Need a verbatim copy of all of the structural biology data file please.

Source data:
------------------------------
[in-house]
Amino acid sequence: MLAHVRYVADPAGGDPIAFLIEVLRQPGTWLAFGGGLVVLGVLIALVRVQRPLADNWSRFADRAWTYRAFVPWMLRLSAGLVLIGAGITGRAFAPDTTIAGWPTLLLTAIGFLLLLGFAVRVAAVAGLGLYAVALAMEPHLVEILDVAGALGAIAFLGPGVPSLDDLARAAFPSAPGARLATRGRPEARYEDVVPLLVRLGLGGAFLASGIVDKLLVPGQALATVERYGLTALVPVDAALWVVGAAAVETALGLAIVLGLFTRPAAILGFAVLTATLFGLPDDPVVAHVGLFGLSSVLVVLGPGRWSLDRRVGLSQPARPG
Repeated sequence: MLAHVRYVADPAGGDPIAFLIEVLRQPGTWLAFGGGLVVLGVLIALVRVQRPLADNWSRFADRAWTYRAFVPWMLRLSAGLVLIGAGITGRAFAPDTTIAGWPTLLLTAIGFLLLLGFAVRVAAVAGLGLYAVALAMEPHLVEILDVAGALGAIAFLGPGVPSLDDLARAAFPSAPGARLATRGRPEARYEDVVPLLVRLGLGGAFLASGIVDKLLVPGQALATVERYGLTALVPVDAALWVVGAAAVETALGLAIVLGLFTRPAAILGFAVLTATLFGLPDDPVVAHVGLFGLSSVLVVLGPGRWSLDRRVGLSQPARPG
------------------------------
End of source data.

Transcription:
[in-house]
Amino acid sequence: MLAHVRYVADPAGGDPIAFLIEVLRQPGTWLAFGGGLVVLGVLIALVRVQRPLADNWSRFADRAWTYRAFVPWMLRLSAGLVLIGAGITGRAFAPDTTIAGWPTLLLTAIGFLLLLGFAVRVAAVAGLGLYAVALAMEPHLVEILDVAGALGAIAFLGPGVPSLDDLARAAFPSAPGARLATRGRPEARYEDVVPLLVRLGLGGAFLASGIVDKLLVPGQALATVERYGLTALVPVDAALWVVGAAAVETALGLAIVLGLFTRPAAILGFAVLTATLFGLPDDPVVAHVGLFGLSSVLVVLGPGRWSLDRRVGLSQPARPG
Repeated sequence: MLAHVRYVADPAGGDPIAFLIEVLRQPGTWLAFGGGLVVLGVLIALVRVQRPLADNWSRFADRAWTYRAFVPWMLRLSAGLVLIGAGITGRAFAPDTTIAGWPTLLLTAIGFLLLLGFAVRVAAVAGLGLYAVALAMEPHLVEILDVAGALGAIAFLGPGVPSLDDLARAAFPSAPGARLATRGRPEARYEDVVPLLVRLGLGGAFLASGIVDKLLVPGQALATVERYGLTALVPVDAALWVVGAAAVETALGLAIVLGLFTRPAAILGFAVLTATLFGLPDDPVVAHVGLFGLSSVLVVLGPGRWSLDRRVGLSQPARPG